By Vince Guerrieri
If there’s one Cinderella story in Major League Baseball that has attracted more attention than the Indians, it’s the Pittsburgh Pirates.
The Buccos, owners of the longest streak of futility in the major leagues with 18 straight losing seasons, have not just climbed out of the cellar of the National League Central, but are at the top of the standings at 49-44, the same record as the Indians.
And in fine Pittsburgh tradition (Chuck Noll), they needed a guy from Cleveland to lead them out of the desert.
In 2007, Neal Huntington was hired as the Pirates’ general manager. Huntington started his baseball career as the assistant director of player development for the Montreal Expos before being hired by the Indians, where he served as assistant director of minor league operations, director of player development, assistant general manager and special assistant to the general manager.
The Indians won the Central in 2001, but were in the last gasp of their 1990s glory years. In 2002, the Tribe pulled the trigger on a deal that sent ace Bartolo Colon to Montreal for Brandon Phillips, Cliff Lee and Grady Sizemore – a deal that would benefit the Indians for years. Huntington was there to watch a team perpetually rebuild, trading off talent when it appeared they might become too expensive and getting prospects in return.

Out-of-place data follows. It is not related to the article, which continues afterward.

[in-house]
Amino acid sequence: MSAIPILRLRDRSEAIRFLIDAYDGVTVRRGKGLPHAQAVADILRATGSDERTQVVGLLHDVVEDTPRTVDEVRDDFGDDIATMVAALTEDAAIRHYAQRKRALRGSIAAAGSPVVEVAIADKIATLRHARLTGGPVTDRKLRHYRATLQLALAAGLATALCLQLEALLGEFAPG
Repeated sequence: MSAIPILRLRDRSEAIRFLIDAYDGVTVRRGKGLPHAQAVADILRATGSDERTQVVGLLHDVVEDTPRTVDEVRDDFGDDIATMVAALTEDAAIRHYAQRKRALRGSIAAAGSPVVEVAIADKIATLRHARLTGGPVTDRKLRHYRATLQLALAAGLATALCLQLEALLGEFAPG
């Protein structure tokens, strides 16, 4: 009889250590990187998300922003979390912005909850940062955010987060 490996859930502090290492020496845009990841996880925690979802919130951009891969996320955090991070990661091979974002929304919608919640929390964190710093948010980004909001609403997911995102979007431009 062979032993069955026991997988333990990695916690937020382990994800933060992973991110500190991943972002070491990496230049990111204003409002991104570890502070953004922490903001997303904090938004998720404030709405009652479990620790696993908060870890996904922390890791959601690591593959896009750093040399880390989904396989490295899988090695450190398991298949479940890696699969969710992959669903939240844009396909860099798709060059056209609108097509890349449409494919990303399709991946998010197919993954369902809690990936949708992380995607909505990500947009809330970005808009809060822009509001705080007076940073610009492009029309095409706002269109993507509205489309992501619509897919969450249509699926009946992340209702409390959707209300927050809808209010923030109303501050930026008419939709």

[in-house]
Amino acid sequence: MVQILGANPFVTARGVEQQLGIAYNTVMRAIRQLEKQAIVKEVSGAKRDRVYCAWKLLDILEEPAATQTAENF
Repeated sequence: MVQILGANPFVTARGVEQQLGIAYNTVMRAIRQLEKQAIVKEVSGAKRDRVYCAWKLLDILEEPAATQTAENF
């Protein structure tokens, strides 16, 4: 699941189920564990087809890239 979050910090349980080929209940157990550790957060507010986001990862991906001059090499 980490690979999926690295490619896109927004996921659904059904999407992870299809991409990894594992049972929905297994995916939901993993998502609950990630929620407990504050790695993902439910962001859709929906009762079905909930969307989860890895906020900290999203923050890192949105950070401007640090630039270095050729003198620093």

At that point, the Tribe seemed to be good at identifying prospects and picking them up. Their drafting, on the other hand, left a little to be desired. The first-round picks for the Indians included JD Martin, Jeremy Guthrie, Jeremy Sowers, Adam Miller and Brad Snyder. Guthrie was picked up by the Orioles after being released by Cleveland – the only one still in the majors.
Huntington was hired by new Pirates President Frank Coonelly. The Bucs were the laughingstock of the major leagues, playing with AA talent in the most beautiful stadium in the majors. They overpaid for catcher Jason Kendall, traded Aramis Ramirez for, in the words of one radio host, “some magic beans” and skipped over catcher Matt Wieters to draft Daniel Moskos – a more affordable candidate – in 2007. Wieters is an All-Star. Moskos has one more win in the majors than I do.
However, the cupboard wasn’t entirely bare. Andrew McCutchen and Neil Walker were both draft picks that predated Huntington’s arrival. And Huntington whiffed on a couple trades, letting Jose Bautista go to Toronto for almost nothing, and getting nothing of substance for dealing Jason Bay.
But at the All-Star break, Huntington could take credit from bringing 22 of the players on the Pirates roster to Pittsburgh.
This year, the Pirates had three All-Stars in McCutchen, starter Kevin Correia and closer Joel Hanrahan. Correia was signed as a free agent, but three of the other Pirates starters – Charlie Morton, Jeff Karstens and James McDonald – were acquired via trades by Huntington. Hanrahan also came over in a trade, from Washington.
Like the Indians, the Pirates are seeing good production from players they traded for – for whom immediate expectations might be low. And like the Indians, the Pirates are playing in a division that appears to be a free-for-all.
But Huntington made some moves that appeared unpopular but turned out to reap dividends – sound familiar?